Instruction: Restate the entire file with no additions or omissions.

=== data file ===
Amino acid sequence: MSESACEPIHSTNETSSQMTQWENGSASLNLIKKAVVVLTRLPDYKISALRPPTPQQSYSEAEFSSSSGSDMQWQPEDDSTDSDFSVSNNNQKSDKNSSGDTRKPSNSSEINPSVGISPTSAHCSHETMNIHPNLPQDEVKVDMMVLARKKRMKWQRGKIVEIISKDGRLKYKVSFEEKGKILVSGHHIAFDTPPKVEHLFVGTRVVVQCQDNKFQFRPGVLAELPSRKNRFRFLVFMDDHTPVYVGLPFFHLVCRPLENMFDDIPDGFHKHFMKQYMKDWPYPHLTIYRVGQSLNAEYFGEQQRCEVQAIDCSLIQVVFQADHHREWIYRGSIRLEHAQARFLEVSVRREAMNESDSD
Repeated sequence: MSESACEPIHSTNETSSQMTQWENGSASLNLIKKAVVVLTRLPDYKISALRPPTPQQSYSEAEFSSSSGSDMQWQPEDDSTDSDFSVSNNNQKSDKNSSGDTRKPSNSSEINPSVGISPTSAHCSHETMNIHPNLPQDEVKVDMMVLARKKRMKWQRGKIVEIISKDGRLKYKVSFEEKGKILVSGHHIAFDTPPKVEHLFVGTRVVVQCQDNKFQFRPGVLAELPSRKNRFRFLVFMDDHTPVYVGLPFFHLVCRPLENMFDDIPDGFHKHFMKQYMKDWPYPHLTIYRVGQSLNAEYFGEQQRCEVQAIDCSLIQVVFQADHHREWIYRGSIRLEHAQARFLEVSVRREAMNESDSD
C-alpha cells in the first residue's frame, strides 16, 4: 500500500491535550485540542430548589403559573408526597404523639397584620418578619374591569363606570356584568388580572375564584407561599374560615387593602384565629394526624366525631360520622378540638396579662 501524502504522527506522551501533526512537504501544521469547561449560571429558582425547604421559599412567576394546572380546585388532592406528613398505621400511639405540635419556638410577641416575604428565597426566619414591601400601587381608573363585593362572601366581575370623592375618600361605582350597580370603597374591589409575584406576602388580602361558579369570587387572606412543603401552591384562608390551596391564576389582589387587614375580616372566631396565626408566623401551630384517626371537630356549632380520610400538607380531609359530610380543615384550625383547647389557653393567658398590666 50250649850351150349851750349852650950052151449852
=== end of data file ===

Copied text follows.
Amino acid sequence: MSESACEPIHSTNETSSQMTQWENGSASLNLIKKAVVVLTRLPDYKISALRPPTPQQSYSEAEFSSSSGSDMQWQPEDDSTDSDFSVSNNNQKSDKNSSGDTRKPSNSSEINPSVGISPTSAHCSHETMNIHPNLPQDEVKVDMMVLARKKRMKWQRGKIVEIISKDGRLKYKVSFEEKGKILVSGHHIAFDTPPKVEHLFVGTRVVVQCQDNKFQFRPGVLAELPSRKNRFRFLVFMDDHTPVYVGLPFFHLVCRPLENMFDDIPDGFHKHFMKQYMKDWPYPHLTIYRVGQSLNAEYFGEQQRCEVQAIDCSLIQVVFQADHHREWIYRGSIRLEHAQARFLEVSVRREAMNESDSD
Repeated sequence: MSESACEPIHSTNETSSQMTQWENGSASLNLIKKAVVVLTRLPDYKISALRPPTPQQSYSEAEFSSSSGSDMQWQPEDDSTDSDFSVSNNNQKSDKNSSGDTRKPSNSSEINPSVGISPTSAHCSHETMNIHPNLPQDEVKVDMMVLARKKRMKWQRGKIVEIISKDGRLKYKVSFEEKGKILVSGHHIAFDTPPKVEHLFVGTRVVVQCQDNKFQFRPGVLAELPSRKNRFRFLVFMDDHTPVYVGLPFFHLVCRPLENMFDDIPDGFHKHFMKQYMKDWPYPHLTIYRVGQSLNAEYFGEQQRCEVQAIDCSLIQVVFQADHHREWIYRGSIRLEHAQARFLEVSVRREAMNESDSD
C-alpha cells in the first residue's frame, strides 16, 4: 500500500491535550485540542430548589403559573408526597404523639397584620418578619374591569363606570356584568388580572375564584407561599374560615387593602384565629394526624366525631360520622378540638396579662 501524502504522527506522551501533526512537504501544521469547561449560571429558582425547604421559599412567576394546572380546585388532592406528613398505621400511639405540635419556638410577641416575604428565597426566619414591601400601587381608573363585593362572601366581575370623592375618600361605582350597580370603597374591589409575584406576602388580602361558579369570587387572606412543603401552591384562608390551596391564576389582589387587614375580616372566631396565626408566623401551630384517626371537630356549632380520610400538607380531609359530610380543615384550625383547647389557653393567658398590666 50250649850351150349851750349852650950052151449852